Moreover, none of the historians in my endnotes provide any background to Thomas Byrne, whereas the backgrounds of Higgins and Muldoon, as well as, for that matter, of George Morley of the Parramatta School, are well documented. And so, it seems the myth, if it is one, of Thomas Byrne having set up the first school continues. If he was in charge, it was not before the very end of 1823 at the very earliest. Sadly, it is this unknown Thomas Byrne whom the historians constantly recognise, ignoring Andrew Higgins (and Robert Muldoon) who developed the first Catholic school in Sydney itself in 1822 post the Therry arrival. Higgins was involved in many Church matters, including the management of the funding and development of St Mary’s Chapel, for some years. Indeed, his signature appears as a witness on George Marshall’s contract of sale of some of his Campbell street land to James Comer in 1828.

The Kent Street location has not been identified, at least in any published material.  Examination of maps of the time suggest that only the middle part of the long Kent Street was built upon. On the other hand much of the Irish population from which these children were drawn lived in the Rocks area, near the northern end. The Marshall family, however, was in 1822 living in Campbell Street, at the southern end of the town. Ruling out the northern end, where Kent Street had not formed at the time, it is entirely possible that the school was operated on the premises on or near James Dempsey in Kent Street near Erskine Street. Here, Mr James Dempsey, another of the “Men of ‘98”, and well off builder, had made available his premises as an open house where Catholic rites could be celebrated, during the period prior to Father Therry’s arrival and afterwards. Making available a building on or near his property to enable Father Therry to set up the school was consistent with his hospitable welcome to the newly arrived priest. This possibility as to the location is reinforced by the comments of Columbus Fitzpatrick, who wrote in 1865,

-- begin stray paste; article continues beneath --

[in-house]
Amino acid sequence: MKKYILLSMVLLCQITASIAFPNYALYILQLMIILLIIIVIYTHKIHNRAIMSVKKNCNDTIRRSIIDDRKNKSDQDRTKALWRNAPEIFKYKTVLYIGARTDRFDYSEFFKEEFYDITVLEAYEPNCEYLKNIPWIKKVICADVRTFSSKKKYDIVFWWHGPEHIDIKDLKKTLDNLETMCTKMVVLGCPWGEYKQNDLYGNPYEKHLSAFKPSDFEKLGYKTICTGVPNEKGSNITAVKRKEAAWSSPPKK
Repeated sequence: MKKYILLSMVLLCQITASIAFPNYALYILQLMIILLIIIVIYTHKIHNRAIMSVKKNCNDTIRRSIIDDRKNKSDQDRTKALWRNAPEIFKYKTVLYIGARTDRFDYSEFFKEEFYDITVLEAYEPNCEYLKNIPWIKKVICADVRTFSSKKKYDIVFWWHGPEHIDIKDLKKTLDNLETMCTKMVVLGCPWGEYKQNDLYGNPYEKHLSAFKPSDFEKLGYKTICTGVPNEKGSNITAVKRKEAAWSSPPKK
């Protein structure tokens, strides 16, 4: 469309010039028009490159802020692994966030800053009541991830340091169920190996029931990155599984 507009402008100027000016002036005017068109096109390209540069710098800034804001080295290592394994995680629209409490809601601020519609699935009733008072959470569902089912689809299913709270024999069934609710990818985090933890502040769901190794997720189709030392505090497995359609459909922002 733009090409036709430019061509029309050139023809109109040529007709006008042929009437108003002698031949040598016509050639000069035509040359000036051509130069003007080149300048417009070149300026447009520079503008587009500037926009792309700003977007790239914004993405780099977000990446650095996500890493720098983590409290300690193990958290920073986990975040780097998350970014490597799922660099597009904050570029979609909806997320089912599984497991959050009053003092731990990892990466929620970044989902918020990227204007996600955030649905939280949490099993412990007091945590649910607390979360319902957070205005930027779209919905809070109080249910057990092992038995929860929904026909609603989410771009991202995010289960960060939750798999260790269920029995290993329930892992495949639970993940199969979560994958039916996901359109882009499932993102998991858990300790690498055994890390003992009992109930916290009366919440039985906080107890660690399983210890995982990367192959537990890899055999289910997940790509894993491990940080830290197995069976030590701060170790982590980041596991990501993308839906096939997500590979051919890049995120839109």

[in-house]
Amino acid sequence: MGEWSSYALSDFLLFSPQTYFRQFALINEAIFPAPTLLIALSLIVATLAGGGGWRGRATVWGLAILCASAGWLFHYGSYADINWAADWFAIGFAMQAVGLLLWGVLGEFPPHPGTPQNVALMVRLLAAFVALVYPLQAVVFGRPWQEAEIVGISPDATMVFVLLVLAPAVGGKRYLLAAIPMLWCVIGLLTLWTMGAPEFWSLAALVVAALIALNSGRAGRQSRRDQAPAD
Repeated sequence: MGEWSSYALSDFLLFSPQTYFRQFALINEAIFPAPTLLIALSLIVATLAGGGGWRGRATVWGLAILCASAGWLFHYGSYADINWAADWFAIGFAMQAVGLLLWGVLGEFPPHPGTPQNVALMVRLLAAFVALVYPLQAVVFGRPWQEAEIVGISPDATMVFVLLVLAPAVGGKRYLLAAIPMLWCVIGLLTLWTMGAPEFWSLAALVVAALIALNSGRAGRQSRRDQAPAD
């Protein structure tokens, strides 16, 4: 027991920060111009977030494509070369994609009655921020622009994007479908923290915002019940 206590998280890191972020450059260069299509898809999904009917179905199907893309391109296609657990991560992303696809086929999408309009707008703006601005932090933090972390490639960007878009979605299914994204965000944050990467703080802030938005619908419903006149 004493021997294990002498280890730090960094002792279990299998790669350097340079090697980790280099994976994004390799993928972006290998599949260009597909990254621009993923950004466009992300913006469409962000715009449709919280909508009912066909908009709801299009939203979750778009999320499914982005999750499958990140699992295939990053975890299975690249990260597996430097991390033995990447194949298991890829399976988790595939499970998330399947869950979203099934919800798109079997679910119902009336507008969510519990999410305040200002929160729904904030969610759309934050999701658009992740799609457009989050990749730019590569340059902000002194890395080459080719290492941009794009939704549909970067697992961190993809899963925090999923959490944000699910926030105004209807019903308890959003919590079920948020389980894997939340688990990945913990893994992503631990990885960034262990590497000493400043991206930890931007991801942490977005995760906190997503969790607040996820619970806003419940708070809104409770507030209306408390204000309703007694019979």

“ I knew (James Dempsey) when I was a boy; he was then a rich man and used to often say nothing on earth gave him so much pleasure as to have it in his power to oblige a Catholic……..” and “………when Father Therry came to the Colony (in 1820) he was surprised and delighted to find a couple of boys able to serve Mass and a good few people who could sing the church services, for my mother and a man named McGuire used to meet at Mr Dempsey’s to teach the youth of both sexes to sing, long before the arrival of Father Therry……,[27]

By February 1823 the Higgins School had moved from Kent Street to King Street. Later references by 20th Century historians to the ‘Castlereagh Street’ site – the Court House – is further confusing. Bertie and others suggest that the school was located  in the Court House, Castlereagh Street.[28]  There, he said, the Court House buildings were made available to Catholics for divine service as well as for educational purposes.[29]. However the successive reimbursement claims made on the Government between 1822 and 1824 make reference to the School at Kent and later King Street, not Castlereagh. A couple of years earlier, Bigge had overruled Macquarie as to the respective locations of the Court House and the Church, despite construction being already underway.[30] Perhaps a new study of the matter and a review of the consistent references by historians to Castlereagh St, including the claim that Therry commenced schooling there, could be tested.

Following the successful establishment of his school “for the lower orders”, Father Therry expanded his efforts. In 1823 he sent Robert Muldoon to open a school in Windsor, initially at the home of Laurence May of Pitt Town[31]. In 1824 he petitioned the Governor, proposing that

“from that class of persons sent here for offences not of an absolutely degrading and demoralising tendency, an individual may be selected for each township, qualified and willing, for a small pecuniary consideration, to instruct poor children in the rudiments of education….”[32]

Whether this approach met with success or not has not been followed up for this note, but it reinforces Father Therry’s reputation as one who encouraged and facilitated education for the children of his flock in the pre-Catholic Emancipation time, which was to continue to the end of the decade.